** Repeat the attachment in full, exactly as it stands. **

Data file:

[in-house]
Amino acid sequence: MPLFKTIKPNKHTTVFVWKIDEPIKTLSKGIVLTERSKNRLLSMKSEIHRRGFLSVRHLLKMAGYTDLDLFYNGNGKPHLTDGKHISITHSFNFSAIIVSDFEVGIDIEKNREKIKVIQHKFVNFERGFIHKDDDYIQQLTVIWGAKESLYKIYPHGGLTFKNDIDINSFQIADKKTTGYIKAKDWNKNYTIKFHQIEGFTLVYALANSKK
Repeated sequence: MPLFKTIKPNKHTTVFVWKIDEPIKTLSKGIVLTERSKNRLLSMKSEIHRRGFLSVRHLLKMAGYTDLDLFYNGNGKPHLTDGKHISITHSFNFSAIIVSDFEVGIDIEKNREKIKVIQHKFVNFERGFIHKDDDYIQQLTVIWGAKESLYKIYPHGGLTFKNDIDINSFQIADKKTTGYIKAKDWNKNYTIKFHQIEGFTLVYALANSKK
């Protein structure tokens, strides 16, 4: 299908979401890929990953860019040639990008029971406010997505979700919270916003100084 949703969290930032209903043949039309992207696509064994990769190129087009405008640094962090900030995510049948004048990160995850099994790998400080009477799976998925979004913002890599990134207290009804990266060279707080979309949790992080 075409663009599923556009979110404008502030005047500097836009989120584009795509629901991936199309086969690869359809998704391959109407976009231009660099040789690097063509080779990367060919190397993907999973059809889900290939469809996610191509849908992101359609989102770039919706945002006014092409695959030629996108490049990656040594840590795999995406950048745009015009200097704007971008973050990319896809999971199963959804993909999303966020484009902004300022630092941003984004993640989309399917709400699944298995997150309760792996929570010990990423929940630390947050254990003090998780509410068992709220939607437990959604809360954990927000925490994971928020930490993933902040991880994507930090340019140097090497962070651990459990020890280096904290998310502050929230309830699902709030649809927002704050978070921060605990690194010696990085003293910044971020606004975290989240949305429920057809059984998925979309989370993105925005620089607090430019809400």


[in-house]
Amino acid sequence: MPLFKTIKPNKHTTVFVWKIDEPIKTLSKGIVLTERSKNRLLSMKSEIHRRGFLSVRHLLKMAGYTDLDLFYNGNGKPHLTDGKHISITHSFNFSAIIVSDFEVGIDIEKNREKIKVIQHKFVNFERGFIHKDDDYIQQLTVIWGAKESLYKIYPHGGLTFKNDIDINSFQIADKKTTGYIKAKDWNKNYTIKFHQIEGFTLVYALANSKK
Repeated sequence: MPLFKTIKPNKHTTVFVWKIDEPIKTLSKGIVLTERSKNRLLSMKSEIHRRGFLSVRHLLKMAGYTDLDLFYNGNGKPHLTDGKHISITHSFNFSAIIVSDFEVGIDIEKNREKIKVIQHKFVNFERGFIHKDDDYIQQLTVIWGAKESLYKIYPHGGLTFKNDIDINSFQIADKKTTGYIKAKDWNKNYTIKFHQIEGFTLVYALANSKK
């Protein structure tokens, strides 16, 4: 299908979401890929990953860019040639990008029971406010997505979700919270916003100084 949703969290930032209903043949039309992207696509064994990769190129087009405008640094962090900030995510049948004048990160995850099994790998400080009477799976998925979004913002890599990134207290009804990266060279707080979309949790992080 075409663009599923556009979110404008502030005047500097836009989120584009795509629901991936199309086969690869359809998704391959109407976009231009660099040789690097063509080779990367060919190397993907999973059809889900290939469809996610191509849908992101359609989102770039919706945002006014092409695959030629996108490049990656040594840590795999995406950048745009015009200097704007971008973050990319896809999971199963959804993909999303966020484009902004300022630092941003984004993640989309399917709400699944298995997150309760792996929570010990990423929940630390947050254990003090998780509410068992709220939607437990959604809360954990927000925490994971928020930490993933902040991880994507930090340019140097090497962070651990459990020890280096904290998310502050929230309830699902709030649809927002704050978070921060605990690194010696990085003293910044971020606004975290989240949305429920057809059984998925979309989370993105925005620089607090430019809400």